– Massachusetts General Hospital’s Laboratory of Medical Imaging and Computation is working on a healthcare blockchain project with Korean startup MediBloc for patient data storage and exchange, reported Coindesk.
Lab Director Synho Do told the website that his lab is working with MediBloc “to explore potentials of blockchain technology to provide secure solutions for health information exchange, integrate healthcare AI applications into the day-to-day clinical workflow, and support [a] data sharing and labeling platform for machine learning model development.”
Added MediBloc CEO Allen Wookyun Kho: “Every day, when people go to hospitals, lots of information is created, but it’s difficult to transfer it from one hospital to another.” Blockchain technology can help overcome that difficulty.
A recent study by CB Insights predicted that blockchain could solve some of the healthcare’s most challenging problems, including patient data storage and exchange.
The report looked at short-, medium-, and long-term use cases for healthcare blockchain.
In the short term, healthcare blockchain could help with back-office operations, improve organizations’ ability to track products in the supply chain, and strengthen information storage and verification.
The Synaptic Health Alliance, made up of Humana, MultiPlan, Optum, Quest Diagnostics, UnitedHealthcare, and now Aetna and Ascension, plans to use blockchain to keep provider directories up to date.
Synaptic explained that maintaining up-to-date health plan provider directories is a challenging issue facing healthcare organizations.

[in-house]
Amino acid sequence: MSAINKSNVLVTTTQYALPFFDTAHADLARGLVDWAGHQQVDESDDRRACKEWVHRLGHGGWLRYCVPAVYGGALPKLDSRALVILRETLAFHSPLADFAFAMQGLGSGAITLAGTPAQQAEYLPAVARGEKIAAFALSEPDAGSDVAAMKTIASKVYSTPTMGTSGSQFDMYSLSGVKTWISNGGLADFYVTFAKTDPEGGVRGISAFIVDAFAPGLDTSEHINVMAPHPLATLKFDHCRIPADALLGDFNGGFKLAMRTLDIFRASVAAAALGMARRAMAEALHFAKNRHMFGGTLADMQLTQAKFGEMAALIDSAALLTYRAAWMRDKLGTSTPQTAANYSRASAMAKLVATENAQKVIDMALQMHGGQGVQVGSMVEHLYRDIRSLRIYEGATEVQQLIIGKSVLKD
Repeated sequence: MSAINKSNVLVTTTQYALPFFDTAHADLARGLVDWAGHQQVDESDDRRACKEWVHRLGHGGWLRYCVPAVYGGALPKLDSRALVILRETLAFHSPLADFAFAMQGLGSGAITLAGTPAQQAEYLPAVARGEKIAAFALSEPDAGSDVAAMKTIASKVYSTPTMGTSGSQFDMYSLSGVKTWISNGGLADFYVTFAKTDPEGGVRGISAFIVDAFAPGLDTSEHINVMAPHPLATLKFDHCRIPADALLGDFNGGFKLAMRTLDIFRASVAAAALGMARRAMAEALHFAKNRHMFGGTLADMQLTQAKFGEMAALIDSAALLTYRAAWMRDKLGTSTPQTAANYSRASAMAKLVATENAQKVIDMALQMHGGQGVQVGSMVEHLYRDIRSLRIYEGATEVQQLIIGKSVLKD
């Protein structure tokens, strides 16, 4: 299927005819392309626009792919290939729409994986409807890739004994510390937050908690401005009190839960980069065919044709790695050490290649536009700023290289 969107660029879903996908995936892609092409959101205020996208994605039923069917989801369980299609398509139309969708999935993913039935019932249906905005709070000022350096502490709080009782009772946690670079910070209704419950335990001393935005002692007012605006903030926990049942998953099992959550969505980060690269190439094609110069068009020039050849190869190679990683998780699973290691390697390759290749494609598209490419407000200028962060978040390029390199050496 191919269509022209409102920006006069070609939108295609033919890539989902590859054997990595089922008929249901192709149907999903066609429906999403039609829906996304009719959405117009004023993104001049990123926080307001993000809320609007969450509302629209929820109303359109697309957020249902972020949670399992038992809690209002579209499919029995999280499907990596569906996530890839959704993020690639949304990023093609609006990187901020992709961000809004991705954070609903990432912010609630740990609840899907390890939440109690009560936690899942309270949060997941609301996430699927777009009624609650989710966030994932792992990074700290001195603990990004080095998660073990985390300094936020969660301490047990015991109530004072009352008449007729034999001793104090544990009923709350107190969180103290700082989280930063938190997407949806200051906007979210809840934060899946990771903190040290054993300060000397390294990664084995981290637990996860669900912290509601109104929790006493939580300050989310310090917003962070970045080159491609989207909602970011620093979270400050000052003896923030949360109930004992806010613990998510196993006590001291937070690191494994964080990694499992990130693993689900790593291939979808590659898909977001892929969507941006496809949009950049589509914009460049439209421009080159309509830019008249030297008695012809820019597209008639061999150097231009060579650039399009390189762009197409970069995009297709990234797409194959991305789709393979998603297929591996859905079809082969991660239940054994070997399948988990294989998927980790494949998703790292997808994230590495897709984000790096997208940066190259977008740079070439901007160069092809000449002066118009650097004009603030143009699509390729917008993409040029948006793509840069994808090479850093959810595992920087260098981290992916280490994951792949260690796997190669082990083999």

Federal and state laws require that health plans maintain directories containing information about physicians and other healthcare providers. Industry estimates suggest that $2.1 billion is spent annually across the healthcare system acquiring and maintaining provider data.
The Synaptic pilot project is exploring how blockchain technology can be used to share data with the aim of demonstrating administrative cost savings for health plans and healthcare providers, while improving care provider demographic data quality and consumers’ healthcare experience.
In addition, Hashed Health has launched several healthcare blockchain initiatives, including one involving GHX, Accenture, Martin Ventures, and Change Healthcare. That initiative is using blockchain protocols to verify if a healthcare provider is licensed for its services and location.
In the medium term, CBI Insights predicts that healthcare blockchain will be used to improve claims management, payment, and prior authorization; health information exchange and research data; and research and trial design.
In the long term, healthcare blockchain could be used to manage universal identities, patient health records, and application services.
In a recent Forbes article, Bill Frist, a heart and lung transplant surgeon and former Senate majority leader, predicted that healthcare blockchain would transform patient care.
“Blockchain is definitely and rapidly moving toward production in real-world healthcare settings. In fact, it’s projected to be a $2 trillion industry … Technology is going to change care as we know it: moving the locus of care into the community, into the home-setting, meeting the patient where they are,” he wrote.
Frist was also a keynote speaker at the recent Distributed: Health conference held in Nashville, where he said that healthcare is “ripe for disruption like no other industry. The reason is, we have very, very, very high cost, which the typical consumer can’t afford, and we have uneven access.”
“When you have high cost and you have uneven access, the macro environment for disruption is huge. And that’s where blockchain is,” he said.
“Without access to current, real data that can be trusted, that is privacy protected, that is distributed … we can’t make any real progress,” Frist added. “Blockchain has the opportunity … to address one of those basic needs of society, which is to make sure that our children have a better life, have better health, than we have.”